Roof vents

Discussion in 'Coop & Run - Design, Construction, & Maintenance' started by WendyF, Aug 12, 2014.

  1. WendyF

    WendyF Songster

    Jun 9, 2014
    Spokane, WA
    My Coop
    DH & I have an earnest start on our 'Happy Hen Hut' & he really doesn't like me wanting to cut in 8" vent slots backed by 1/2" hardware cloth all along the tops of each wall. I have no carpentry experience but got this idea from bycers. He wants to know why we can't use the roof vents installed on homes & garages. Can anyone help me with this? Could roof vents be adequate? Our coop has an 8'x8' footprint. The front wall is 8' & the rear wall slopes down to 6'. We hope to comfortably house 10-12 spoiled hens. It can get quite cold here. Last year we had a few 7 degree days. It is insulated & we will use the deep substrate method.~
  2. Schroeder

    Schroeder Songster

    Nov 9, 2008
    Central Indiana
    My Coop
    How about using a couple of the roof vents, and just put in 2 of your 8 inch vent slots. One in front, and one in back for cross ventilation. Avoid creating a draft across the roosts.
  3. RonP

    RonP Crowing

    I use an average of 1 square foot of ventilation per standard bird.

    That might seem like a lot, but it works well.

    My temps also drop to low single digits during the colder days of winter.
    My coop is not insulated.

    As long as there are no drafts (wind chill factor) the birds will be fine.

    If roof vents will add up for you, great.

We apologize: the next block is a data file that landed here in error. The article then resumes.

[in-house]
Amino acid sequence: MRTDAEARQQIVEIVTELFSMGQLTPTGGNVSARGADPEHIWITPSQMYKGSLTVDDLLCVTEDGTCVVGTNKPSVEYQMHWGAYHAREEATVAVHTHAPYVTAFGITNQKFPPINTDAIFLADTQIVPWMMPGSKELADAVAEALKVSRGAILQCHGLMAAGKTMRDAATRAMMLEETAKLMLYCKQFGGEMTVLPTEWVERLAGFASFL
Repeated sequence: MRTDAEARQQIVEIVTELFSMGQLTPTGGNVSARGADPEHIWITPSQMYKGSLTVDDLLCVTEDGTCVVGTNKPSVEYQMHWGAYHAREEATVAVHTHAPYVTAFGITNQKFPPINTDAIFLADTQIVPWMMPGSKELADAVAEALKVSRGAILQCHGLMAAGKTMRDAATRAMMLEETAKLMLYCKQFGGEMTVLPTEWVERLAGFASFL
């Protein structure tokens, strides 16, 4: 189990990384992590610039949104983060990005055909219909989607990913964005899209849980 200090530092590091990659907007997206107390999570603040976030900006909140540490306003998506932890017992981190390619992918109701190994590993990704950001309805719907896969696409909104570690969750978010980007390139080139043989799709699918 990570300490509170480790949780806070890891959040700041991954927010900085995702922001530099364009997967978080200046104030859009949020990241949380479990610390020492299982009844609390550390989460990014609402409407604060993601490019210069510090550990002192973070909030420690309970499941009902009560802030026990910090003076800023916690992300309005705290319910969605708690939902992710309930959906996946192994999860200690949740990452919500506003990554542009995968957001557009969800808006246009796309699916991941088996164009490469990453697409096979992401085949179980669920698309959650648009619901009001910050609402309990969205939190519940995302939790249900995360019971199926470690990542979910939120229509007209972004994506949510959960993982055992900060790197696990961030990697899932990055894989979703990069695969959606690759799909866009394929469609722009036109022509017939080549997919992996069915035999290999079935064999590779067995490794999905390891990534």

4. WendyF

    WendyF Songster

    Jun 9, 2014
    Spokane, WA
    My Coop
    Thank you!
  5. Grey Roo

    Grey Roo In the Brooder

    Aug 18, 2012
    Central Maine
    1 person likes this.
  6. petrel

    petrel Chats with Chickens

    When I first read the ventilation recommendations on this site I cringed. I knew my flock would get hot in the summer without plenty of air circulation, but I planned to button up tight in the winter. I set aside my fears and took the advice of the BYC veterans. I have both a roof peak vent and open soffits on my coop which gives me well over 1 sqft of ventilation per bird. In addition, all available area on the front and rear of the coop is shuddered widows. There is no insulation.

    Last winter was one of the worst I can remember, with temps routinely reaching single digits and quite a few nights getting into the minus! I stayed the course and left the soffits and roof vents alone, only shutting the windows. I actually dreaded looking out for a head count after the first few horribly cold & windy nights, but my flock was fine! I still remember fighting my wife and children over light bulbs and heat lamps, citing what I read on this forum, as the weatherman forecast our evening's record cold. It became a big joke in the mornings when the sun came out and the chickens would sun themselves briefly, feed, then loiter in the shade!
    1 person likes this.
  7. ECBW

    ECBW Songster

    Apr 12, 2011
    I prefer high wall vents over roof vents. Either way will work but why put holes on the roof and have to deal with leaks?

    Since heat (with moisture) rises, strategically place the high wall vents in gables and eaves. I also installed shutters to control the amount of opening according to weather condition and wind direction.

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